Rangers legend Henrik Lundqvist announces retirement: 'It's time'

Andy Clayton, New York Daily News on

Published in Hockey

NEW YORK — Henrik Lundqvist kept it simple.

“It’s time.”

The all-time winningest netminder in Rangers history announced his retirement on Friday, leading off a social media statement with those two words.

“For the last 30 years, I have devoted my life to the game of hockey ... and now it’s time to walk away from the game I love and begin a new chapter,” the 39-year-old Lundqvist added.

Lundqvist who won 459 games between the pipes for the Rangers and led the Blueshirts to the Stanley Cup Final in 2014, had announced in December of 2020 that he was stepping away from the game after he was diagnosed with a heart condition. He underwent open-heart surgery in early January.

He had signed on with the Washington Capitals just months before after exiting Broadway on a one-year, $1.5 million contract after 15 seasons with the Rangers. Although he resumed training with the hopes of joining the Capitals later in the season he experienced inflammation around his heart and announced in April that his “heart isn’t quite ready.” He became an unrestricted free agent on July 28.

The Swedish star’s time in New York ended after the 2019-20 season when the rebuilding Original Six franchise opted to buy out the final year of his seven-year contract.

Despite never hoisting the Stanley Cup, Lundqvist’s place among the all-time greats in Rangers history is secure. ‘King Henrik’ holds more than 50 franchise records, including shutouts (64), playoff wins (61), playoff shutouts (10), save percentage (.918) and playoff save percentage (.921).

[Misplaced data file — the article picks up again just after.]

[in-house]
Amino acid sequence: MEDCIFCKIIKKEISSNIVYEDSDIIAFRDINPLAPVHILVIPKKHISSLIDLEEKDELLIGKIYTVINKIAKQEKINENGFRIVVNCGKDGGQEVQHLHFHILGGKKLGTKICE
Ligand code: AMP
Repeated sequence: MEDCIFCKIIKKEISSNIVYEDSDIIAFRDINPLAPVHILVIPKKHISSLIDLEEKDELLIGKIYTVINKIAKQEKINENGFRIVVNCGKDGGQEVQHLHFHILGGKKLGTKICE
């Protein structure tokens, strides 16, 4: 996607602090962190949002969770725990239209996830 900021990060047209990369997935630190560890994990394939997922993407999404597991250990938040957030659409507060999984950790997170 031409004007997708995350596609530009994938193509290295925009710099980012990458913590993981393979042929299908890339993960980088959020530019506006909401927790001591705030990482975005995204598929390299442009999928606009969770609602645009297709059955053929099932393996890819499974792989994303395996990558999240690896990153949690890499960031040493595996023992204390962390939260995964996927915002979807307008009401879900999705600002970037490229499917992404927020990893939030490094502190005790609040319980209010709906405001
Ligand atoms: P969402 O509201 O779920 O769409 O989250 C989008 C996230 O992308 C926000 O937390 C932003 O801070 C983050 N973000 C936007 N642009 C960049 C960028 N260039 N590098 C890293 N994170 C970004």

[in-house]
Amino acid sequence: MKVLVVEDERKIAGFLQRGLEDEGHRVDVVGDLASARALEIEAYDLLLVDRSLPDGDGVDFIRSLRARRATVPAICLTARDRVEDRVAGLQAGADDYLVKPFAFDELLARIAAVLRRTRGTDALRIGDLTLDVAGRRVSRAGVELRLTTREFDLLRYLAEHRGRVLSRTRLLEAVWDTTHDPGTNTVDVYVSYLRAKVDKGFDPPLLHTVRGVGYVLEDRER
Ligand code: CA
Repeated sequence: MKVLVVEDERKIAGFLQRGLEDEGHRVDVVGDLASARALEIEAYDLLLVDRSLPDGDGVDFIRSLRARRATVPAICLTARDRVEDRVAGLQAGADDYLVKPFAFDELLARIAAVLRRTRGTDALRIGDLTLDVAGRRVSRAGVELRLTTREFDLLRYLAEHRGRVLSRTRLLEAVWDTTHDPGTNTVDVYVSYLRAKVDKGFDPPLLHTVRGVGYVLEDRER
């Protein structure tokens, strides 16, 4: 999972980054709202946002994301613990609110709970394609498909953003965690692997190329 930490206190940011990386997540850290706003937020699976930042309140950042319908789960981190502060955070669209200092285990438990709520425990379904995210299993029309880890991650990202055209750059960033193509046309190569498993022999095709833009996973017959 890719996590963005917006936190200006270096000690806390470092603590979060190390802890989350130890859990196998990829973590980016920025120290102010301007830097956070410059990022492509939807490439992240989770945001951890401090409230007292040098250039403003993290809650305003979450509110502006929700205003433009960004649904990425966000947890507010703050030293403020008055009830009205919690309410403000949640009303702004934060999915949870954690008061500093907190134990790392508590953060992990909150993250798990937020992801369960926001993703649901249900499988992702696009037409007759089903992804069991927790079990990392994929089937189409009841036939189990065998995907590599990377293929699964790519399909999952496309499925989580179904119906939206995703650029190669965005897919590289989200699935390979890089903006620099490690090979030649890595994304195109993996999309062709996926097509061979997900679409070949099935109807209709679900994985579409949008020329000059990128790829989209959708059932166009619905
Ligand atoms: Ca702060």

“Thank you @nyrangers and New York City,” Lundqvist wrote. “I’m a born Swede but I’ll always feel like a New Yorker thanks to you.”

“It is with mixed emotions that the New York Rangers offer our best wishes and heartfelt gratitude to Henrik Lundqvist on the announcement of his retirement,” the Rangers said in a statement.

“Henrik’s commitment to excellence made him one of the best goaltenders to every play the game of hockey, and we are so fortunate to have witnessed his greatness firsthand for 15 years.”

The Rangers announced they will retire Lundqvist’s No. 30 “and raise his jersey to the rafters at an upcoming game this season.”

“Henrik is, and always will be, a Ranger.”

The Vezina Trophy winner in 2011-12 as the league’s best goalie had a 459-310-96 career record with a 2.43 goals-against average and a .918 save percentage. He ranks sixth on the NHL’s all-time wins list. He also led Sweden to the gold medal at the 2006 Winter Olympics in Turin.

“The future excites me,” Lundqvist said. “I’ve met so many amazing people over the years that will help guide and inspire me in my new journey.”

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